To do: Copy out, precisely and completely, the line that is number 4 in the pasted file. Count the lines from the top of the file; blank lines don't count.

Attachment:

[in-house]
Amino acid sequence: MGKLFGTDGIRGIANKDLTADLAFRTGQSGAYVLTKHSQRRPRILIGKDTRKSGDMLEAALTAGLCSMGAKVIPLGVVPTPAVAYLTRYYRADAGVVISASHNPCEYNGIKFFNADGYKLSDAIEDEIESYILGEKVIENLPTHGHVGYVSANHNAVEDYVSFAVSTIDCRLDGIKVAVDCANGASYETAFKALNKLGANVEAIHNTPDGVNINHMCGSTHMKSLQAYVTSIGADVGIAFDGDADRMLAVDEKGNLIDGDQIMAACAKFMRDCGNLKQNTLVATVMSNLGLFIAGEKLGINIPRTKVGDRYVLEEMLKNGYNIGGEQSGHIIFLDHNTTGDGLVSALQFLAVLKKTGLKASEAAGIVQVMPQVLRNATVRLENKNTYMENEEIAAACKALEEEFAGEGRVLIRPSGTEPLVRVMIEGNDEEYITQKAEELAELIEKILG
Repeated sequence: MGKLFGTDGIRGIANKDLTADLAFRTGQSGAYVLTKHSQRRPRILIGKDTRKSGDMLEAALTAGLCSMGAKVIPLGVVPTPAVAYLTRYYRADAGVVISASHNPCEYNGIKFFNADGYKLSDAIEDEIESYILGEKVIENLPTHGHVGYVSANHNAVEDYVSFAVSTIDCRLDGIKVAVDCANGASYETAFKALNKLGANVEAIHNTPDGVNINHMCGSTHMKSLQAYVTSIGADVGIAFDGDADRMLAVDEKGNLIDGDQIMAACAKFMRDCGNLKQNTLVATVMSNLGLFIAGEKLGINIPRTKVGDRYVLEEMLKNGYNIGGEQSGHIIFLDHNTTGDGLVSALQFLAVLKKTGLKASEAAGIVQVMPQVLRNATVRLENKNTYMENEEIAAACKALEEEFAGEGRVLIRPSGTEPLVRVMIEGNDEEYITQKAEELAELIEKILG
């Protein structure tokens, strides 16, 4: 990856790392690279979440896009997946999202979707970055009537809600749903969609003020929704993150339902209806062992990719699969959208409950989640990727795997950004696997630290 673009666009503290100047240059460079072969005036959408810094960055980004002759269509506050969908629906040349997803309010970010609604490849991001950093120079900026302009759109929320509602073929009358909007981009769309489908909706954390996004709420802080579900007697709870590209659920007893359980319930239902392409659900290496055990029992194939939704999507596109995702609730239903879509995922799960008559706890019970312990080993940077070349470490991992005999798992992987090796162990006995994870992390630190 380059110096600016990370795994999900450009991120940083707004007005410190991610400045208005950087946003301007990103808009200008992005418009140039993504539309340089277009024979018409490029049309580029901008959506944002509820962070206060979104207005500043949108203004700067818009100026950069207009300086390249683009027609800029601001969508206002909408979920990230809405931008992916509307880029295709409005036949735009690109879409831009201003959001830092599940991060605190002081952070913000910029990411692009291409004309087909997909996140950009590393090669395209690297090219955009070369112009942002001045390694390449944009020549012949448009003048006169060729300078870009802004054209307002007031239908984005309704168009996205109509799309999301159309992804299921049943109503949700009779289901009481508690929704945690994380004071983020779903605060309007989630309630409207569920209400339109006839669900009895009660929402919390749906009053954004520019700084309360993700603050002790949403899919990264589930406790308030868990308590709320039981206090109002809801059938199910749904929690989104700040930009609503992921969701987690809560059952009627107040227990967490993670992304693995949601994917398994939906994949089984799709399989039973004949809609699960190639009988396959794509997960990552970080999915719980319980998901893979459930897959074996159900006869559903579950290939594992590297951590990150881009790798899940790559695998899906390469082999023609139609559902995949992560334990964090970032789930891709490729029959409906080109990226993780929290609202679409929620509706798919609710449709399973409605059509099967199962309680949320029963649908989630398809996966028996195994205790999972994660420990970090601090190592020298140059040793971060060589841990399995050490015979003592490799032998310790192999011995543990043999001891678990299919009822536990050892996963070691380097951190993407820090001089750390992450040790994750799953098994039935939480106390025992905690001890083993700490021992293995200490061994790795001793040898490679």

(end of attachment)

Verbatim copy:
């Protein structure tokens, strides 16, 4: 990856790392690279979440896009997946999202979707970055009537809600749903969609003020929704993150339902209806062992990719699969959208409950989640990727795997950004696997630290 673009666009503290100047240059460079072969005036959408810094960055980004002759269509506050969908629906040349997803309010970010609604490849991001950093120079900026302009759109929320509602073929009358909007981009769309489908909706954390996004709420802080579900007697709870590209659920007893359980319930239902392409659900290496055990029992194939939704999507596109995702609730239903879509995922799960008559706890019970312990080993940077070349470490991992005999798992992987090796162990006995994870992390630190 380059110096600016990370795994999900450009991120940083707004007005410190991610400045208005950087946003301007990103808009200008992005418009140039993504539309340089277009024979018409490029049309580029901008959506944002509820962070206060979104207005500043949108203004700067818009100026950069207009300086390249683009027609800029601001969508206002909408979920990230809405931008992916509307880029295709409005036949735009690109879409831009201003959001830092599940991060605190002081952070913000910029990411692009291409004309087909997909996140950009590393090669395209690297090219955009070369112009942002001045390694390449944009020549012949448009003048006169060729300078870009802004054209307002007031239908984005309704168009996205109509799309999301159309992804299921049943109503949700009779289901009481508690929704945690994380004071983020779903605060309007989630309630409207569920209400339109006839669900009895009660929402919390749906009053954004520019700084309360993700603050002790949403899919990264589930406790308030868990308590709320039981206090109002809801059938199910749904929690989104700040930009609503992921969701987690809560059952009627107040227990967490993670992304693995949601994917398994939906994949089984799709399989039973004949809609699960190639009988396959794509997960990552970080999915719980319980998901893979459930897959074996159900006869559903579950290939594992590297951590990150881009790798899940790559695998899906390469082999023609139609559902995949992560334990964090970032789930891709490729029959409906080109990226993780929290609202679409929620509706798919609710449709399973409605059509099967199962309680949320029963649908989630398809996966028996195994205790999972994660420990970090601090190592020298140059040793971060060589841990399995050490015979003592490799032998310790192999011995543990043999001891678990299919009822536990050892996963070691380097951190993407820090001089750390992450040790994750799953098994039935939480106390025992905690001890083993700490021992293995200490061994790795001793040898490679």